Category: Op-Ed

On the Second-hand

By Abigail Ang (18S06B)

Donating second hand items is a common experience for many Singaporeans – those who live in HDB flats will have inevitably found the yellow recycling bag on their doorstep from some charity organisation, requesting donations of old clothes, books, toys, and the like. Fewer people are familiar, though, with where these donated items end up. And while it may feel like we are doing good for the environment by recycling these items, the truth of the matter is that our habits of buying-new and donating-old do not do much to reduce waste in the long run.

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Self-help: Comforting Chicken Soup or Cold Celery Soup?

By Zacchaeus Chok (18S03O)

Whenever I go to the bookstore, my go-to section is the self-help section. In particular, I often seek out advice from personal management and pop psychology books, a subgenre that incorporates simplified psychological concepts. This is not because I am in constant existential dread or that I am a hapless victim mired in a socio-emotional muddle. Rather, I find a peculiar comfort in flipping through the array of self-help books.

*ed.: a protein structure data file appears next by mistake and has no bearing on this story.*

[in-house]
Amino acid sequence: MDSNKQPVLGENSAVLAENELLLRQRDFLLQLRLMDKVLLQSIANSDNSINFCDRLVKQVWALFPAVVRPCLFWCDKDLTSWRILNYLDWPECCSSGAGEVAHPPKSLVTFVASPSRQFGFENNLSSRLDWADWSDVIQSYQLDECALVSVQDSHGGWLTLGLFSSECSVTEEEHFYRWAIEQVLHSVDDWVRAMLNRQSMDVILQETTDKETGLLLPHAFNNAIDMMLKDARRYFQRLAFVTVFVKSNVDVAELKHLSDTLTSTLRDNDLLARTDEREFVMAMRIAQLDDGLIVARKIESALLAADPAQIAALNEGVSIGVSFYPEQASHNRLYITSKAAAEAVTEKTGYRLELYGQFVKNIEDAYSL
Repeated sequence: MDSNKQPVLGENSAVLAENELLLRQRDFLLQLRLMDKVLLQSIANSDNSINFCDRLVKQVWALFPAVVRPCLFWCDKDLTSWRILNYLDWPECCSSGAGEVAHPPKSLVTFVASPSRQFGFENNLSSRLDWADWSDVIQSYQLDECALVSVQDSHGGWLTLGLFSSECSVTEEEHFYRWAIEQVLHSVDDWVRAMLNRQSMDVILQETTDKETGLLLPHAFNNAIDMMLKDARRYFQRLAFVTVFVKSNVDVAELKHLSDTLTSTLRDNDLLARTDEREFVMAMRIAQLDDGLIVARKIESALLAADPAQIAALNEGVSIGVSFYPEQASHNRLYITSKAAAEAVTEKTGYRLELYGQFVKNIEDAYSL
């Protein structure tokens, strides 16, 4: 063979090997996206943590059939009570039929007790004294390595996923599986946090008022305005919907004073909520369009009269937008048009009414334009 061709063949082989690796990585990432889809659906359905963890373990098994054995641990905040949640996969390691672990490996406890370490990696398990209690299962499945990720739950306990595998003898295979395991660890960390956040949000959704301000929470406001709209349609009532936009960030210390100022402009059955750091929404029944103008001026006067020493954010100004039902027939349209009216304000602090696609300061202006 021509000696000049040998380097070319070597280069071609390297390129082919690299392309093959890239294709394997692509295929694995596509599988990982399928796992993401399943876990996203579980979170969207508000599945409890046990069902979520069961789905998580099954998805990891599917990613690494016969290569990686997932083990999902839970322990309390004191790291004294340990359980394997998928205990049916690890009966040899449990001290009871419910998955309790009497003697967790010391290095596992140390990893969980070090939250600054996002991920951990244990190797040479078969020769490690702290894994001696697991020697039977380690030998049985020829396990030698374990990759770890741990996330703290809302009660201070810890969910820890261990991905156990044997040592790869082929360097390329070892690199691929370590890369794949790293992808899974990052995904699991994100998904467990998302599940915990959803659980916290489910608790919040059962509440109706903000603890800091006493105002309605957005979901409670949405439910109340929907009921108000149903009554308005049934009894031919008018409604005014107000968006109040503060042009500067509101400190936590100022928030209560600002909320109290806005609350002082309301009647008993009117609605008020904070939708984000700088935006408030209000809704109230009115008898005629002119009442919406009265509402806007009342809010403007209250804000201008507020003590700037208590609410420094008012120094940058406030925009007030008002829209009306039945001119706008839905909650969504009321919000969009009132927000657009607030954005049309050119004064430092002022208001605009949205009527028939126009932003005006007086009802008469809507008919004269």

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Why Rafflesians Serve: Motivations for VIA Activities

By Angus Yip (18A01A)

Several weeks ago, during my walk to the parade square for morning assembly, I saw many people stop to look at a poster near the Innovation Centre. No, not a poster – a piece of paper, rather, with a few words printed on it. Intrigued to see what this poster was about, I stepped closer and saw its contents: it touted a tantalising promise of “free VIA hours”. Underneath it was a sign-up link for a flag day event.

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Feminism: Is There a Place for Men?

By Angus Yip (18A01A)

Many recent movements in feminism have been spearheaded, unsurprisingly, by women. Last year’s Women’s March in the US was sparked by four women as a large-scale demonstration to “send a bold message to [the new US administration]… that women’s rights are human rights”. The #MeToo social media movement encouraged women to speak up about moments where they felt sexually assaulted or harassed in everyday life, especially in the workplace. Locally, organisations like AWARE which aim to promote women’s rights are still very much led by women.

It is only natural that women should lead the charge to speak up for their rights. Many of us believe that men have some form of role to play in these movements. In considering the role men should play, we must also consider the extent to which their involvement may create problems that hinder this very movement, and what can be done about this.

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